The Jupiter images look great. I don't the right camera for planetary imaging but I am always amazed with the power of stacking hundreds of short exposures.

I have my TEC 140 on my mount tonight and Jupiter was excellent viewing. Next weekend with clear weather I will mount my SV115T on top of my C11EdgeHD. I finally have enough very expensive AP counterweights to balance the load of both scopes on my AP900. It will be fun doing some back and forth viewing between the pair of scopes. My C11EdgeHD has powered vent fans to help it keep up with the constantly dropping temps through the night. My SV115T seems to be ready for viewing without cool down issues.

#19 Samir Kharusi

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Posted 11 December 2012 - 08:33 AM

I think that your fine C11 image is closer to what is possible under ideal seeing than the 100mm APO's. Perhaps the seeing did change enough over the hour time difference? I have simulated views via varying apertures from 3" to 18" here that may be of interest.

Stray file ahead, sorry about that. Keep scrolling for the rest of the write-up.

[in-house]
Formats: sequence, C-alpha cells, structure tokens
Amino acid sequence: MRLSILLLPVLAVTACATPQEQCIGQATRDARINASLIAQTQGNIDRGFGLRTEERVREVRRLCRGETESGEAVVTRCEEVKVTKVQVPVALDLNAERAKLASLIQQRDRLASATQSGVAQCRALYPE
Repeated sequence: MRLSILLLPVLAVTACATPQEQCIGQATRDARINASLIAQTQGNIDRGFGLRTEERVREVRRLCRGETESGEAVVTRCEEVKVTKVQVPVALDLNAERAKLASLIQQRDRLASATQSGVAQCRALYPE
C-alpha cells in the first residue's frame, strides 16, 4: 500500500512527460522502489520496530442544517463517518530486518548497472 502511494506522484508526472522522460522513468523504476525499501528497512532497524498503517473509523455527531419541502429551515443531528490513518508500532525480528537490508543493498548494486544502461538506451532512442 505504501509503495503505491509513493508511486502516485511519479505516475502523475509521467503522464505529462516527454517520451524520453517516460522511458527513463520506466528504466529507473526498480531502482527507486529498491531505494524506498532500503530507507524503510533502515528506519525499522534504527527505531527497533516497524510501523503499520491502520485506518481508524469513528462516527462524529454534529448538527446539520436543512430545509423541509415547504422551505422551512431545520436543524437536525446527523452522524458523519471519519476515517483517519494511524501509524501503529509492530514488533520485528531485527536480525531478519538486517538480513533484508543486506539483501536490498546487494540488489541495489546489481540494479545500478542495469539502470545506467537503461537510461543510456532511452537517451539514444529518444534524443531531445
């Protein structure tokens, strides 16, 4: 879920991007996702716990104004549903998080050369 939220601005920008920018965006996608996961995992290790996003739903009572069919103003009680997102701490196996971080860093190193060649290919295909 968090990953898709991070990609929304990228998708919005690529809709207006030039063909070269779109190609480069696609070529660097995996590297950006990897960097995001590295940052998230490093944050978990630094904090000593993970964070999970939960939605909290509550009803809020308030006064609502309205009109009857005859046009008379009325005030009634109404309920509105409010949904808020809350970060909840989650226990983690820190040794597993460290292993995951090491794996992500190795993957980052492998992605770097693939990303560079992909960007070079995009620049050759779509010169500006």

#20 Eddgie

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Posted 11 December 2012 - 12:29 PM

Sorry, I missed your question:

Hi I just wondered do you see images like those photos when you view visualy through your telescopes? or does the camera bring out far more detail



Genarally, the answer is that while I can see a great deal of the details given either excellent seeing and/or great patience, I think the average observer would look through the eyepcie of a C14 and say "It dosn't look like the pictures, dude!"

And they would be right.

The human eye does not have the contrast sensitivity threshold of a modern CCD camera.

In a large scope when viewing Jupiter, the eye is working just above the scotopic vision threshold, in a mode called Mesoptic. Some of the color perceptors are firing (this is of couse how you know, because in scotopic mode, you only see shades of gray.

I photopic mode, the eye has a contast sensitivity of perhaps 2% meaning that a detail has to have at least 2% difference in contrast between it and the area around it to be easily detected.

When the eye goes Scotopic, the amount of contrast required for the observer to see a detail is quite significently increased, and this actually varies considerable with observer... It is one of the true big differences people have in their vision that cannot be corrected with lenses (or the telescopes focuser knob).